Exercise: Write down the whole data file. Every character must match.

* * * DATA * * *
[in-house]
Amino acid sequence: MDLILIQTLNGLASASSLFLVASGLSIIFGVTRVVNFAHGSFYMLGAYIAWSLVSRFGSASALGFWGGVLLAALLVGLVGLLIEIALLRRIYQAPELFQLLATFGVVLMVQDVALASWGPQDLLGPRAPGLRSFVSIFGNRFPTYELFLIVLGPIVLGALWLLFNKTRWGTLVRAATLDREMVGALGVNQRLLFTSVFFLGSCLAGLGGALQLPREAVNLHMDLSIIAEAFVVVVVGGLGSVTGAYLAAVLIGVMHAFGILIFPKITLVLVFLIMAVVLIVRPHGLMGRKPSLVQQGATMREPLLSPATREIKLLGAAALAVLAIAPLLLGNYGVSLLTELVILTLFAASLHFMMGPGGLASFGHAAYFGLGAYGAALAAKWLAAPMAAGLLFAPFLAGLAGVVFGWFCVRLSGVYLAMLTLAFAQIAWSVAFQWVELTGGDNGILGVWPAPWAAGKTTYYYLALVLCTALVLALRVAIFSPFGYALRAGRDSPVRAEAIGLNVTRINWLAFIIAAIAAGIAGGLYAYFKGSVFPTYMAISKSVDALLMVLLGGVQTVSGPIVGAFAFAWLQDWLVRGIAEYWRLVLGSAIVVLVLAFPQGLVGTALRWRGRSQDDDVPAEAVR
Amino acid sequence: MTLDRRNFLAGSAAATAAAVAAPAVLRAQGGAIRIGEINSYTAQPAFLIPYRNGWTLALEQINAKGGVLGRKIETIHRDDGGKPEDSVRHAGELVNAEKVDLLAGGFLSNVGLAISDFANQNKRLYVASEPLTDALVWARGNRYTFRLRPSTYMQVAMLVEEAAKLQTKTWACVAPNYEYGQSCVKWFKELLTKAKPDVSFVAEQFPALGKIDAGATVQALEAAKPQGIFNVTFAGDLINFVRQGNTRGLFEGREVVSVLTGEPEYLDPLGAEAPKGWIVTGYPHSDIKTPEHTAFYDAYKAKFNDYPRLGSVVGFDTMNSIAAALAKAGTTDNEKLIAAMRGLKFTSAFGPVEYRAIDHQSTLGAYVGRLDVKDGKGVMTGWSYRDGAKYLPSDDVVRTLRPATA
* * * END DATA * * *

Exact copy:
[in-house]
Amino acid sequence: MDLILIQTLNGLASASSLFLVASGLSIIFGVTRVVNFAHGSFYMLGAYIAWSLVSRFGSASALGFWGGVLLAALLVGLVGLLIEIALLRRIYQAPELFQLLATFGVVLMVQDVALASWGPQDLLGPRAPGLRSFVSIFGNRFPTYELFLIVLGPIVLGALWLLFNKTRWGTLVRAATLDREMVGALGVNQRLLFTSVFFLGSCLAGLGGALQLPREAVNLHMDLSIIAEAFVVVVVGGLGSVTGAYLAAVLIGVMHAFGILIFPKITLVLVFLIMAVVLIVRPHGLMGRKPSLVQQGATMREPLLSPATREIKLLGAAALAVLAIAPLLLGNYGVSLLTELVILTLFAASLHFMMGPGGLASFGHAAYFGLGAYGAALAAKWLAAPMAAGLLFAPFLAGLAGVVFGWFCVRLSGVYLAMLTLAFAQIAWSVAFQWVELTGGDNGILGVWPAPWAAGKTTYYYLALVLCTALVLALRVAIFSPFGYALRAGRDSPVRAEAIGLNVTRINWLAFIIAAIAAGIAGGLYAYFKGSVFPTYMAISKSVDALLMVLLGGVQTVSGPIVGAFAFAWLQDWLVRGIAEYWRLVLGSAIVVLVLAFPQGLVGTALRWRGRSQDDDVPAEAVR
Amino acid sequence: MTLDRRNFLAGSAAATAAAVAAPAVLRAQGGAIRIGEINSYTAQPAFLIPYRNGWTLALEQINAKGGVLGRKIETIHRDDGGKPEDSVRHAGELVNAEKVDLLAGGFLSNVGLAISDFANQNKRLYVASEPLTDALVWARGNRYTFRLRPSTYMQVAMLVEEAAKLQTKTWACVAPNYEYGQSCVKWFKELLTKAKPDVSFVAEQFPALGKIDAGATVQALEAAKPQGIFNVTFAGDLINFVRQGNTRGLFEGREVVSVLTGEPEYLDPLGAEAPKGWIVTGYPHSDIKTPEHTAFYDAYKAKFNDYPRLGSVVGFDTMNSIAAALAKAGTTDNEKLIAAMRGLKFTSAFGPVEYRAIDHQSTLGAYVGRLDVKDGKGVMTGWSYRDGAKYLPSDDVVRTLRPATA